Easter is celebrated differently throughout the Christian world. Some countries put on elaborated religious parades, others launch fireworks, and some create colorful art displays. In most of Britain, like in most of the US, modern Easter festivities are less associated with the resurrection of Jesus Christ than it is with children folk tales and chocolates — the now-ubiquitous Easter Bunny comes at night and hides sweet treats in the homes and yards of well-behaved children for them to hunt and eat in the morning. But in the northwest of England, some centuries-old traditions are preserved and there’s a little more to Easter than an imaginary rabbit and its sugary deliveries. Every year, on Easter weekend, people gather to watch Medieval plays performed on the streets and roll boiled eggs down grassy hills in a tradition known as Egg Pacing.
The Lancashire Pace Egging Play
In Northwest England, mass is not the only entertainment available on Easter weekend. Every year, in rural villages in the historic counties of Cumbria, Yorkshire, and Lancashire, locals and visitors in the know come to watch the revived tradition of the Pace Egging Play.
The Pace Egging Play is a street performance akin to a pantomime with roots in the Middle Ages. While the costumed cast of the play differs slightly from village to village, they all feature the same central characters and plot: St. George, the patron saint of England, is involved in a battle against a foreign enemy. During the course of their slapstick sword fighting, St. George inevitably dies, only to be comically brought back to life by a doctor in an interesting take on the resurrection and the victory of good over evil. Other characters in the play include the Noble Youth, the Soldier Brave, and Toss Pot, a foolish personage donning a straw tail, who traditionally collected money, eggs, and just about anything people could spare as payment, in his basket before the performance started.
The practice of putting on a play on Easter weekend declined in the mid-19th century but was revived after WWII. Traditionally, the Pace Egging Play was a way for working-class locals (known as Egg Pacers) to earn money. They often reenacted the drama in several villages over Easter.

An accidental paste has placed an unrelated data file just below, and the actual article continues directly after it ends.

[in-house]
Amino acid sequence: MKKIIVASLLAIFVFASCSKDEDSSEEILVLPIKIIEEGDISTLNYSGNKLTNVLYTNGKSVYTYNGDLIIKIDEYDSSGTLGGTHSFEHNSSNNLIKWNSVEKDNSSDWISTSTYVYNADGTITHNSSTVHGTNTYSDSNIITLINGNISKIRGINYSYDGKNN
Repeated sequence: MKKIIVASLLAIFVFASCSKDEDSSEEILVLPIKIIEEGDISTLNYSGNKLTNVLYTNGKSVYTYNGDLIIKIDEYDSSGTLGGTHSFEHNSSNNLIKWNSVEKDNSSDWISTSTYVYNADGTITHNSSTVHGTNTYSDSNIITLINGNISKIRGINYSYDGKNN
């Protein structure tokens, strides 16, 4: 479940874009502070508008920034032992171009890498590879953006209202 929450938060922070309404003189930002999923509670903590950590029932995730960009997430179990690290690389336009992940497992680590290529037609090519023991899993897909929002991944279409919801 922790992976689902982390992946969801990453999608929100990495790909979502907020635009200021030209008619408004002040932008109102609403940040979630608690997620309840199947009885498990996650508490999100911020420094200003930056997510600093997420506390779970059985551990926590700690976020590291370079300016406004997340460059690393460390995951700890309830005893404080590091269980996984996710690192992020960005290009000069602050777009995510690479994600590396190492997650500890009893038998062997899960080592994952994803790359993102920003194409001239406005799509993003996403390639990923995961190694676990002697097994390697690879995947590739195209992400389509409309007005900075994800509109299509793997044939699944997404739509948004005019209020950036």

Although not as common nowadays as it a few hundred years ago, the Pace Egging Play is still famously performed in Middleton in North Manchester (on Easter Monday), Bury in Greater Manchester, and Heptonstall in West Yorkshire (both on Good Friday), according to BBC America, as well as in Alpson and Broughton in Furness, Cumbria.
The OG Easter egg roll
Pace Egging is not all about theatre, however. “Pace” is derived from the Latin word “Pascha,” which means Easter, and the egg is a powerful symbol of fertility and birth – two themes that are strongly associated with the resurrection and the spring season.
To celebrate the egg and all it represents at this time of year, the people of England have been decorating them for centuries. Historic UK reported that references to decorated eggs date back all the way to King Edward I (13th and 14th centuries), and the tradition continues to this day. Traditionally, boiled eggs or empty egg shells were dyed with onion skins, but today they are often painted various hues and patterns, or colored with synthetic dyes.
On Easter Monday in Preston, Lancashire, hundreds of families take their decorated eggs (known as Pace Eggs) and gather in Avenham and Miller Parks, like they have been doing since 1867, to take part in an egg rolling contest (though COVID has forced the cancellation of the event this year). Children set themselves up on top of grassy hills and compete with others to see whose beautiful boiled egg (or sometimes the chocolate version) will make it the furthest without cracking. Not breaking your egg was said to bring good luck. Legend also says that Lancashire witches would use the egg shells left on the hills as boats, so it was traditional for children to destroy them all before the end of the day. The gathering in Preston is the most famous of its kind and features workshops, live music, art performances of all kinds, and an Easter bonnet competition.
The tradition of rolling eggs may sound familiar to Americans, who’ve likely grown up watching the odd annual tradition of the White House’s Easter Egg Roll. Oxford Learner’s Dictionaries reported that the egg rolling contest likely made its way to the United States in the late 19th century thanks to Dolley Madison, the wife of President James Madison. The egg rolling contest originally took place during the Easter weekend “on Capitol Hill in Washington, DC, and later in the grounds of the White House.” COVID notwithstanding, the event still takes place yearly on Easter Monday on the South Lawn, and is one of the oldest annual events in White House history.
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